We obediently reflush the bunny, but this bird is learning to fly with her brains and not just her wings. She again follows and points the bunny, but fails to commit. We are now able to track this particular rabbit and stay after it. A small hollow under a spruce tree is kicked, and the hare bolts out. In its panic, it runs into a more open area. This is the opportunity the redtail was waiting for, and she lunges off the tree, pumping all the way. She closes the gap, then folds up, and pounds the rabbit deep into the snow.

Eric and I catch up as best we can; our breath billowing in the cold air. The redtail is mantled out on the powdery snow; the hare invisible beneath her. Her crest is up and she is panting; visibly excited about her catch. Eric makes in to finish the hare, but his help is not needed; the hare is dead.

This is a pretty consistent format for hawking snowshoe hares with a redtail. A redtail trained to follow along and shown that bunnies are good to eat will be successful if given plenty of opportunities to learn the game. Their style is a single, all out commitment because they don't have the speed or maneuverability to get back up and chase the hare after a miss. Certain types of cover are very difficult to hunt because of this flight style. Generally, dense tight willows or birch are the toughest because the hare has good visibility, and the bird has difficulty penetrating the cover and maintaining the speed it needs to connect.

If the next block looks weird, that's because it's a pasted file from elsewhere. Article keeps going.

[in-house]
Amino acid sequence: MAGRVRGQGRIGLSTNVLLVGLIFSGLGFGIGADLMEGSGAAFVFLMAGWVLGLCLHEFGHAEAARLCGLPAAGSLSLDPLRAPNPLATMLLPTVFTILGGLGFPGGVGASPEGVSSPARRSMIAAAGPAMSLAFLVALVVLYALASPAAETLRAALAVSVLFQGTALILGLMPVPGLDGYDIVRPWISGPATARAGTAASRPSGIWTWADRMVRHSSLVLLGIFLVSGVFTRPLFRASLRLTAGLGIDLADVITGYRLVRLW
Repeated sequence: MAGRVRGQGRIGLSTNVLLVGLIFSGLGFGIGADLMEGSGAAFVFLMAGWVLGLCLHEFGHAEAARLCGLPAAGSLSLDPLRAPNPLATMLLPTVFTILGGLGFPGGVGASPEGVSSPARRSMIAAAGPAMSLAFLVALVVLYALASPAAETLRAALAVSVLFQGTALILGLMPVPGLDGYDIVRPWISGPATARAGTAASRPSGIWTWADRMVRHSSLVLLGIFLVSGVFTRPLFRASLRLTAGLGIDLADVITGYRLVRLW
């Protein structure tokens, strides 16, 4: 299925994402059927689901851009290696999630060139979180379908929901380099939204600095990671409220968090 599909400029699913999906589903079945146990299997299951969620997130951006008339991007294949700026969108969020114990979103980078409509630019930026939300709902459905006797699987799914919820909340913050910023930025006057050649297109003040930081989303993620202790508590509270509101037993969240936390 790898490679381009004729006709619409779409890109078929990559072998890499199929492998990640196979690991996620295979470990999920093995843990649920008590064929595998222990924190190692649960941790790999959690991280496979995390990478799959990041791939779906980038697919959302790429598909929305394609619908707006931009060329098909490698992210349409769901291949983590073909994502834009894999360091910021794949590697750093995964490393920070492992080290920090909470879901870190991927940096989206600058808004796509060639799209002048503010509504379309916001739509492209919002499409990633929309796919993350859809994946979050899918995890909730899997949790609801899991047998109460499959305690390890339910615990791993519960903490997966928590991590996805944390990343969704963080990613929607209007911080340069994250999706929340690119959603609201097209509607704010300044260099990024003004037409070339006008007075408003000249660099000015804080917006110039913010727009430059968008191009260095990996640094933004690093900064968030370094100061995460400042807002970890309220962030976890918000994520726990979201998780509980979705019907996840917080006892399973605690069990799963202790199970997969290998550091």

Eric and I went back to the vehicles and picked up my 3x intermewed gos "Fussy" and the beagle. We hunted in a new direction and in short order the dog opened up on the fresh scent of a snowshoe hare. Since it was a fairly small patch of cover and hoping the hare hadn't left it yet, I quickly unhooded and put her up in a spruce. She had no sooner hit the top of the tree when she bolted to the east after a hare. She made a short twisting stoop, then landed in the top of a small spruce, pointing hard at the hare.

Eric and I slogged (there we are slogging again) along in the knee-deep snow, and 20 yards out from the bird, she bolted downward and disappeared among the intervening spruce trees. Sure enough, the eerie wail of the captured hare told me of my hawk's success and enabled us to locate the bird. Eric said, "That was quick!" I was in hearty agreement and because of the previous flying with Eric's bird was ready to quit. We picked up the bird, quarry, leashed the dog, and called it a day.